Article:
Salinisation of groundwater is widespread in Tunisia, linked to intensive exploitation; to the geochemical nature of geological deposits; and sometimes to leaching of irrigation water. Salinity generally increases towards the south and in older (fossil) groundwater: much of the groundwater in the south and parts of the centre of the country has total dissolved solids (TDS) of more than 3 g/l; and in much of the centre and north groundwater TDS is typically between 1.5 and 3 g/l. Saline intrusion in the coastal aquifers is also problematic.
Groundwater use and management
Abstraction from phreatic aquifers is from around 90000 wells, equipped with motorised/electric pumps. Abstraction from deep aquifers is from around 3500 boreholes and springs, of which 60.5% are pumped boreholes; 35% are artesian boreholes; and 4.5% are springs (data from DGRE).
Groundwater use by sector in Tunisia in 2000 was as follows (data from DGRE):
- Agriculture 76.9%
- Domestic 16.2 %
- Industry 6.4%
- Tourism 0.4%
Irrigation in Tunisia uses 2.14 billion m³/year (data from 2012), of which 74% comes from groundwater. Much irrigation is based on a system of family farms using thousands of shallow wells, many of which are uncontrolled by the Ministry of Agriculture. This is leading to aquifer over-exploitation, especially as wells and boreholes are increasingly converted to use electric pumps.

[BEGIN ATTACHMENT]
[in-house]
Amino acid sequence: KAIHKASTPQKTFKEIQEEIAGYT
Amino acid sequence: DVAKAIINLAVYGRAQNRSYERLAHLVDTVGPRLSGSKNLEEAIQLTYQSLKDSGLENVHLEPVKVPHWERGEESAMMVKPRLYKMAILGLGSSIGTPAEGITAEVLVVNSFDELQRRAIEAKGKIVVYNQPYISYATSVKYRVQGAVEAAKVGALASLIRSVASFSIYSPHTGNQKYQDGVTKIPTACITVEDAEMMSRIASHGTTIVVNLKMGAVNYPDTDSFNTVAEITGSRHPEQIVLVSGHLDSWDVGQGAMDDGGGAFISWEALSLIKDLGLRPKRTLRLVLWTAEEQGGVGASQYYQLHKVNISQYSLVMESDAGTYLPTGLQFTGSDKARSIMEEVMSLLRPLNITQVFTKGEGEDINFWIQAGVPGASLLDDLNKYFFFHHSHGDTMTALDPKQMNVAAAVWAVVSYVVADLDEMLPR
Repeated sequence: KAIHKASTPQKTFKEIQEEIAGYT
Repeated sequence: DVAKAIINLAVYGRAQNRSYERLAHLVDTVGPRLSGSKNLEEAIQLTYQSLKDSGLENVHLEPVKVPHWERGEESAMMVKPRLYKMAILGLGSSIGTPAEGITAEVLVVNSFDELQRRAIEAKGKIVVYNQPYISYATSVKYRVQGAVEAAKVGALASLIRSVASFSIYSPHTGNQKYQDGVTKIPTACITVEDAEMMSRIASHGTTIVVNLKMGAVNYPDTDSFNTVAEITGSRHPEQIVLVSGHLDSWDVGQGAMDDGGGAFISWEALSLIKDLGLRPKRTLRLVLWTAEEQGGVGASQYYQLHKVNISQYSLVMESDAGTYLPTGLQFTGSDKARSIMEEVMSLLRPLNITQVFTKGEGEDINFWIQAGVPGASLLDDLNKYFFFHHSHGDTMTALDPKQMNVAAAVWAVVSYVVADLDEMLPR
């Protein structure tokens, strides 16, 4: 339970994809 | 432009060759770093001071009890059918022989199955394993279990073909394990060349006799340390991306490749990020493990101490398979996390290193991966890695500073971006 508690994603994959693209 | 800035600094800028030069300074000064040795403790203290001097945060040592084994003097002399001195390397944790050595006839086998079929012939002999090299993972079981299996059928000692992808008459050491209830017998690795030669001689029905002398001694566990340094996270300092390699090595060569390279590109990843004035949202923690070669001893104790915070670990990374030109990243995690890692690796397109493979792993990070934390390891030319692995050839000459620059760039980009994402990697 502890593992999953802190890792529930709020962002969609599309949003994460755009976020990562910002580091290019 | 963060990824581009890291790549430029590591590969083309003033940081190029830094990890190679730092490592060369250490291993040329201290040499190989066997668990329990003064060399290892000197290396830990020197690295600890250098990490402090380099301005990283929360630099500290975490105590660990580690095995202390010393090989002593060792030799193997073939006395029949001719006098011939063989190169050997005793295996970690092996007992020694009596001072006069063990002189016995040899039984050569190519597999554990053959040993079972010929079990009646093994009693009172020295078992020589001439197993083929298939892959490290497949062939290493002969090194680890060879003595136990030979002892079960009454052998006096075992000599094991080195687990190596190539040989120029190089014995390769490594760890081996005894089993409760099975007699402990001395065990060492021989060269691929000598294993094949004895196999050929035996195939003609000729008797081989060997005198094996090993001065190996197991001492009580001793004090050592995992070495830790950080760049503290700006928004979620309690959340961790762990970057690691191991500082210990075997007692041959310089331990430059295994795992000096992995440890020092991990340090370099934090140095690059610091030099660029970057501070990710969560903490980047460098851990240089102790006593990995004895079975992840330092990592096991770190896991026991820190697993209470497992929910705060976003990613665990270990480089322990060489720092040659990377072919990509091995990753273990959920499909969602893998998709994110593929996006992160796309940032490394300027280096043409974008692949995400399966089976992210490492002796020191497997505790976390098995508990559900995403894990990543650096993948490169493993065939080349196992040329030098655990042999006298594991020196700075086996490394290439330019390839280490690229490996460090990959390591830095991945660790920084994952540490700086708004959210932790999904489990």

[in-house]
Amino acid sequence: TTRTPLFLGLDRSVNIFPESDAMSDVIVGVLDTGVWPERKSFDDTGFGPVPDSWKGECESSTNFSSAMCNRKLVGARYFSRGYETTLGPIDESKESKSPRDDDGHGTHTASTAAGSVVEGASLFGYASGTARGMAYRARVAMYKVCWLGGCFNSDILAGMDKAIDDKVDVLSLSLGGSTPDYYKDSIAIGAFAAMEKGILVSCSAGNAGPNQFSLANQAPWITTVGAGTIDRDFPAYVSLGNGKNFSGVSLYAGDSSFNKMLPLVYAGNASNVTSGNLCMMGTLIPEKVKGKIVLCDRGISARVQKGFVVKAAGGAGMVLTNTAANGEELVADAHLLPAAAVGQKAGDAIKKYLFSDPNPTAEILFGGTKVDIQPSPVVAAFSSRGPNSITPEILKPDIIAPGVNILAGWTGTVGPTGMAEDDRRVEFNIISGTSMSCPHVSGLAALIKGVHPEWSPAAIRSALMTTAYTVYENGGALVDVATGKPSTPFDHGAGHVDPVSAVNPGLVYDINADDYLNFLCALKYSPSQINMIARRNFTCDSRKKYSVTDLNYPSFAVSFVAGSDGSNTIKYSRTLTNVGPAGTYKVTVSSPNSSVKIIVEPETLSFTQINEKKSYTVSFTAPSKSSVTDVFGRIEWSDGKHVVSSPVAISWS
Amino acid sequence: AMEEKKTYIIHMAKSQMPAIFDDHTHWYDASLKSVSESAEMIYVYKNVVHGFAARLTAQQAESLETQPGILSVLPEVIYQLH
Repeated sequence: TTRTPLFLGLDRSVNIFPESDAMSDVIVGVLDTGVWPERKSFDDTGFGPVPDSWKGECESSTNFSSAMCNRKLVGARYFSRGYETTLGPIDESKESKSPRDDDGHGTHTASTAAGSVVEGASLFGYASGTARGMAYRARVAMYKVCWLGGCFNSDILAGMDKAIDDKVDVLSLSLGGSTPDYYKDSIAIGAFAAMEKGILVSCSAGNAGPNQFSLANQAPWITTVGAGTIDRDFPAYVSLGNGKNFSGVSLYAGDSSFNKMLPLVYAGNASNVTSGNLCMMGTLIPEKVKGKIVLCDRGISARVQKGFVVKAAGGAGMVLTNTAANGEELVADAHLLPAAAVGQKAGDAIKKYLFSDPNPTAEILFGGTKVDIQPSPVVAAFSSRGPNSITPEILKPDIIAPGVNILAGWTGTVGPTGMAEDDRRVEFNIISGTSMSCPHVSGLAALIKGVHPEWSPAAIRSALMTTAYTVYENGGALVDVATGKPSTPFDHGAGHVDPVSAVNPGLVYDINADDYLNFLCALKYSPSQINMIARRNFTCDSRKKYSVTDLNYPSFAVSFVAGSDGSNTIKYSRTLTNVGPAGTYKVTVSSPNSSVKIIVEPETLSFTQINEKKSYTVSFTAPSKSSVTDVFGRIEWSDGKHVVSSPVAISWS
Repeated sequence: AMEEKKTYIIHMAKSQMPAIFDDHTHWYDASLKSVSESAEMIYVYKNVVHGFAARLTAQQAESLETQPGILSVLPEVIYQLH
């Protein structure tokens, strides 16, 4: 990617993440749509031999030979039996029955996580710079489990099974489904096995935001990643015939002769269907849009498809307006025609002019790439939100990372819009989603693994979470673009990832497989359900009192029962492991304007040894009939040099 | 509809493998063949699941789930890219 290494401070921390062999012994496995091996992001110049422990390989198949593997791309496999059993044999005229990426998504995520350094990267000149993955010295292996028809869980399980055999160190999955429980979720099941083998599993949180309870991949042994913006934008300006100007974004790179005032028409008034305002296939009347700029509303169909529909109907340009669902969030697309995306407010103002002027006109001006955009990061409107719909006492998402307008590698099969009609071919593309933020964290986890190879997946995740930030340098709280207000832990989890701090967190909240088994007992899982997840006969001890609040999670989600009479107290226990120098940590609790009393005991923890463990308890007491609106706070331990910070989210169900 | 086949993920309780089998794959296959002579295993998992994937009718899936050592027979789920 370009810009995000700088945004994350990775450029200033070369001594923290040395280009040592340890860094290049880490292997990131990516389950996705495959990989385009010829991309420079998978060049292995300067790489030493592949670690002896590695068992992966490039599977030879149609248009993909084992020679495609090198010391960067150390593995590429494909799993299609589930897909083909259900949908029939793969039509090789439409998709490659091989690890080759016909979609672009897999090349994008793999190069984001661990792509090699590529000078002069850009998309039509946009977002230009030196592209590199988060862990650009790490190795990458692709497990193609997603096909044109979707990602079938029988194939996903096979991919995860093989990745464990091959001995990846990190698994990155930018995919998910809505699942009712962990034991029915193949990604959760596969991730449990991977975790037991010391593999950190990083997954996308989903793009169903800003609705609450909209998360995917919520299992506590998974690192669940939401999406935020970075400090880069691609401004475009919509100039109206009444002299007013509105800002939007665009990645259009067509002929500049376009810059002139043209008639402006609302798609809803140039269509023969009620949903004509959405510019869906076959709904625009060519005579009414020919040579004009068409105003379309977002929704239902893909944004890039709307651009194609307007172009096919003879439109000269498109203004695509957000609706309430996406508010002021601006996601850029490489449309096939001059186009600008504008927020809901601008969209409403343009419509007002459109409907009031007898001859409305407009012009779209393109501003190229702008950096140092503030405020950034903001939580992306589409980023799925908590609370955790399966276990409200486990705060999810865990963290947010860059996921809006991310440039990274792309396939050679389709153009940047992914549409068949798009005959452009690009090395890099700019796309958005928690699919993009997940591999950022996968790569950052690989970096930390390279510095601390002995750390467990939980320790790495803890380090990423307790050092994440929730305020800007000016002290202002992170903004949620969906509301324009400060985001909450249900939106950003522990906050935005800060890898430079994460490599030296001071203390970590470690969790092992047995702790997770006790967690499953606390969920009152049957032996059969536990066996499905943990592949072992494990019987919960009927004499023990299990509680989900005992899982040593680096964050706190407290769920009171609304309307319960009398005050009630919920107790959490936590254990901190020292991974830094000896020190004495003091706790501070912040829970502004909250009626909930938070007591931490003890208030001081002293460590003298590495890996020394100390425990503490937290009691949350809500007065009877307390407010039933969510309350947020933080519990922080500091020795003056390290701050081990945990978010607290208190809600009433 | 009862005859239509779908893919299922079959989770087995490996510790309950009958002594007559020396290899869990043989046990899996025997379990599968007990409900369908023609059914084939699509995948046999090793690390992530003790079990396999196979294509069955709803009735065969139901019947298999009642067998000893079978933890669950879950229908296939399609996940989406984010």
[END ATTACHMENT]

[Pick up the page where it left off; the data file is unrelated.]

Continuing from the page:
The Tunisian government portal of the Euro-Mediterranean information system on know-how in the water sector (SEMIDE) gives the following estimate of Tunisia’s groundwater potential and abstraction rate:
|Total groundwater resource (millions m3)||Volume that can be used (millions m3/year)||Groundwater abstraction (millions m3/year)||Ratio of abstraction to total resource (%)|
Tunisia has invested heavily in monitoring, mobilizing and managing groundwater resources. Four water master plan have been successively put in place since the 1960s. The key institutions involved in groundwater management are:
The Direction Générale des Ressources en Eau (DGRE) / General Direction of Water Resources. This institution has a representation in all 24 departments in the country.
The Société National d’Exploitation et de Distribution des Eaux (SONEDE) / National Water Distribution Utility (www.sonede.com.tn). This institution has resposibility for exploiting and distributing domestic water supplies.
The legal framework for groundwater management falls under the Law No. 16-75 of 31 March 1975 on the promulgation of the Water Code. A revised version of the Law is under preparation.
A permit from the DGRE is required for drilling any borehole or well exceeding 50 m in depth. Private abstraction from shallow aquifers less than 50 m deep is not regulated, and as a result, many are over-exploited.